Leases, which effectively transfer to the Company substantially all the
risks and benefits incidental to ownership of the leased item, are
capitalised at the lower of the fair value and present value of the
minimum lease payments at the inception of the lease term and disclosed
as leased assets. Lease payments are apportioned between the finance
charges and reduction of the lease liability based on the implicit rate
of return. Finance charges are charged directly to the Statement of
Profit and Loss. Lease management fees, legal charges and other initial
direct costs are capitalised.
If there is no reasonable certainty that the Company will obtain the
ownership by the end of the lease term, capitalised leased assets are
depreciated over the shorter of the estimated useful life of the asset
or the lease term.
Leases, where the lessor effectively retains substantially all the
risks and benefits of ownership of the leased term, are classified as
operating leases. Operating lease payments are recognised as an expense
in the Statement of Profit and Loss on a straight line basis.
(l) Employee benefits
Expenses and liabilities in respect of employee benefits are recorded
in accordance with Accounting Standard 15 Employee Benefits AS 15.
The Company contributes to the statutory provident fund of the Regional
Provident Fund Commissioner, in accordance with the Employees''
Provident Funds and Miscellaneous Provisions Act, 1952. The plan is a
defined contribution plan and contribution paid or payable is
recognised as an expense in the period in which the employee renders
Gratuity is a post employment benefit and is a defined benefit plan.
The liability recognised in the Balance Sheet represents the present
value of the defined benefit obligation at the Balance Sheet date less
the fair value of plan assets (if any), together with adjustments for
unrecognised actuarial gains or losses and past service costs.
Independent actuaries using the projected unit credit method calculate
the defined benefit obligation annually.
Actuarial gains or losses arising from experience adjustments and
changes in actuarial assumptions are credited or charged to the
Statement of Profit and Loss in the year in which such gains or losses
Liability in respect of compensated absences becoming due or expected
to be availed within one year from the Balance Sheet date is recognised
on the basis of undiscounted value of estimated amount required to be
paid or estimated value of benefit expected be availed by the
employees. Liability in respect of compensated absences becoming due or
expected to be availed more than one year after the Balance Sheet date
is estimated on the basis of actuarial valuation in a manner similar to
(m) Stock based compensation
The Company accounts for stock based compensation based on the
intrinsic value method. Option discount representing the excess of the
fair value or the market value of the underlying shares at the date of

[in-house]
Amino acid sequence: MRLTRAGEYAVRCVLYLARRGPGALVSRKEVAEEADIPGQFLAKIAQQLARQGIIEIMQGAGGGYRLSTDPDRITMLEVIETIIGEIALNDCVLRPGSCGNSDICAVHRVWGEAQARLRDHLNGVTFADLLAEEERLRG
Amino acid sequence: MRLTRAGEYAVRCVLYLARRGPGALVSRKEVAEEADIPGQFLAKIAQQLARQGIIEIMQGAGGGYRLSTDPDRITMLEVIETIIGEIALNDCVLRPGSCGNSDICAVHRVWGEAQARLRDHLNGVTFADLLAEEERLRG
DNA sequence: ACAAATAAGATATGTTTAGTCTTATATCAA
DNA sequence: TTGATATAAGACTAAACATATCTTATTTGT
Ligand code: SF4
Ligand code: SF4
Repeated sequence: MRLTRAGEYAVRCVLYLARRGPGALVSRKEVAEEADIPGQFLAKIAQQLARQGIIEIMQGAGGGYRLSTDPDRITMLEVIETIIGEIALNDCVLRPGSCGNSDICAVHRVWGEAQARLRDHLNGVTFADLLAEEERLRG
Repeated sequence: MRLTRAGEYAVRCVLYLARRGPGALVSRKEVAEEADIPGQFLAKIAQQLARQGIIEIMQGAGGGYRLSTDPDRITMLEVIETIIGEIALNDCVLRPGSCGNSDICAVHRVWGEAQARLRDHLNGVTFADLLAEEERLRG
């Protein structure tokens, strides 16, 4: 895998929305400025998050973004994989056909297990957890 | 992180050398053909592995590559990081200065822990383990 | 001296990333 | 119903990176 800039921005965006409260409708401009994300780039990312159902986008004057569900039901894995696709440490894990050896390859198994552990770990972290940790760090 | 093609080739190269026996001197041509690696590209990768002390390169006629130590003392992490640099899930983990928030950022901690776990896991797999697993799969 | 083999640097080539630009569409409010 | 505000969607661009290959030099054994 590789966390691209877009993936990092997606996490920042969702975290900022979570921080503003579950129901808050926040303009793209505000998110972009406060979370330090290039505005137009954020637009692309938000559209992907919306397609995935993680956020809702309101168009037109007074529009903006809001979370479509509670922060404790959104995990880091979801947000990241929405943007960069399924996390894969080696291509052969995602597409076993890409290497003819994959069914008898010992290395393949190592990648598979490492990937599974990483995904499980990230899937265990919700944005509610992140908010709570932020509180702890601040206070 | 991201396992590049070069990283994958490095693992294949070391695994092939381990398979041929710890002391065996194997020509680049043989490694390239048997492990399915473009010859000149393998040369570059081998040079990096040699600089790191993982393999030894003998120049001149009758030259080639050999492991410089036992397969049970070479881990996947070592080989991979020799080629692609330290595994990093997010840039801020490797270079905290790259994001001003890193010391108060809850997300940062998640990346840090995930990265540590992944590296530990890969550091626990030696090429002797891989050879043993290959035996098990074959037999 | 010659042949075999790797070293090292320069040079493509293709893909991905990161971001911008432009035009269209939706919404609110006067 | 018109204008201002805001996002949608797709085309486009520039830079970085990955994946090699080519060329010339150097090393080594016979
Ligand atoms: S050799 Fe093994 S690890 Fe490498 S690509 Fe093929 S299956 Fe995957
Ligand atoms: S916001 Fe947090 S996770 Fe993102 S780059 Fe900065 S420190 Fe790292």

the grant over the exercise price of the option is amortised on a
straight line basis over the vesting period of the shares issued under
the Company''s Employee Stock Option Plan (ESOP).
(n) Tax expense
Provision is made for income tax under the tax payable method based on
the liability computed after taking credit for deductions, allowances
and exemptions as per the relevant tax regulations.
Minimum Alternate Tax
Minimum alternate tax (MAT) paid in accordance to the tax laws, which
gives rise to future economic benefits in the form of adjustment to
future income tax liability, is considered as an asset if there is
convincing evidence that the Company will pay normal income tax.
Accordingly, MAT is recognised as an asset in the Balance Sheet when it
is probable that future economic benefit associated with it will flow
to the Company and the asset can be measured reliably.
Deferred income taxes reflects the impact of current year timing
differences between taxable income and accounting income for the year
and reversal of timing differences of earlier years. Deferred tax is
measured based on the tax rates and the tax laws enacted or
substantively enacted at the Balance Sheet date.
Deferred tax assets are recognised only to the extent that there is
reasonable certainty that sufficient future taxable income will be
available against which such deferred tax assets can be realised.
Deferred tax assets are recognised on carry forward of unabsorbed
depreciation and tax losses only if there is virtual certainty that
such deferred tax assets can be realised against future taxable
Unrecognised deferred tax assets of earlier years are re-assessed and
recognised to the extent that it has become reasonably certain that
future taxable income will be available against which such deferred tax
assets can be realised.
(o) Earnings per share
Basic earnings/(loss) per share are calculated by dividing the net
profit or loss for the period attributable to equity shareholders by
the weighted average number of equity shares outstanding during the
period. The weighted average numbers of equity shares outstanding
during the period are adjusted for events of bonus issue, bonus element
in a rights issue to existing shareholders, share split and reverse
share split (consolidation of shares).
For the purpose of calculating diluted earnings/(loss) per share, the
weighted average number of shares outstanding during the period are
adjusted for the effects of all dilutive potential equity shares.
(p) Provisions and contingent liabilities
The Company creates a provision when there is a present obligation as a
result of a past event that probably requires an outflow of resources
and a reliable estimate can be made of the amount of the obligation. A
disclosure for a contingent liability is made when there is a possible
obligation or a present obligation that may, but probably will not,
require an outflow of resources. Where there is a possible obligation
or a present obligation in respect of which the likelihood of outflow
of resources is remote, no provision or disclosure is made.
(q) Onerous contracts
Present obligations arising under onerous contracts are recognised and
measured as a provision. An onerous contract is considered to exist
where the Company has a contract under which the unavoidable costs of
meeting the obligations under the contract exceed the economic benefits
expected to be received under it.